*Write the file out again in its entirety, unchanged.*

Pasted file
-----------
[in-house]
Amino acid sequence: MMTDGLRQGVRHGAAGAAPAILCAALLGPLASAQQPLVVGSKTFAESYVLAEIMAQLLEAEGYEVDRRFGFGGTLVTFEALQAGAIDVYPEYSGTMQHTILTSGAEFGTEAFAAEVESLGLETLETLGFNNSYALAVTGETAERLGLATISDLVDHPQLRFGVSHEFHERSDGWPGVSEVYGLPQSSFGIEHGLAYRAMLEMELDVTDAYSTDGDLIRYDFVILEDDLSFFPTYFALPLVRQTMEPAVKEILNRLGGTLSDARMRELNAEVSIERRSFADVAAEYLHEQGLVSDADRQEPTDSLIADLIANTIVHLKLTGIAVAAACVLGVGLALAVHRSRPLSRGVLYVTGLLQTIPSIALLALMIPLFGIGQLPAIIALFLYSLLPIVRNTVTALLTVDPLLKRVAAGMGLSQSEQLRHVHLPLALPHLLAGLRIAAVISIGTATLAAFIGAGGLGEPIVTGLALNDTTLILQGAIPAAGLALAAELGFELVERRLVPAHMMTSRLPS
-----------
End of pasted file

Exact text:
[in-house]
Amino acid sequence: MMTDGLRQGVRHGAAGAAPAILCAALLGPLASAQQPLVVGSKTFAESYVLAEIMAQLLEAEGYEVDRRFGFGGTLVTFEALQAGAIDVYPEYSGTMQHTILTSGAEFGTEAFAAEVESLGLETLETLGFNNSYALAVTGETAERLGLATISDLVDHPQLRFGVSHEFHERSDGWPGVSEVYGLPQSSFGIEHGLAYRAMLEMELDVTDAYSTDGDLIRYDFVILEDDLSFFPTYFALPLVRQTMEPAVKEILNRLGGTLSDARMRELNAEVSIERRSFADVAAEYLHEQGLVSDADRQEPTDSLIADLIANTIVHLKLTGIAVAAACVLGVGLALAVHRSRPLSRGVLYVTGLLQTIPSIALLALMIPLFGIGQLPAIIALFLYSLLPIVRNTVTALLTVDPLLKRVAAGMGLSQSEQLRHVHLPLALPHLLAGLRIAAVISIGTATLAAFIGAGGLGEPIVTGLALNDTTLILQGAIPAAGLALAAELGFELVERRLVPAHMMTSRLPS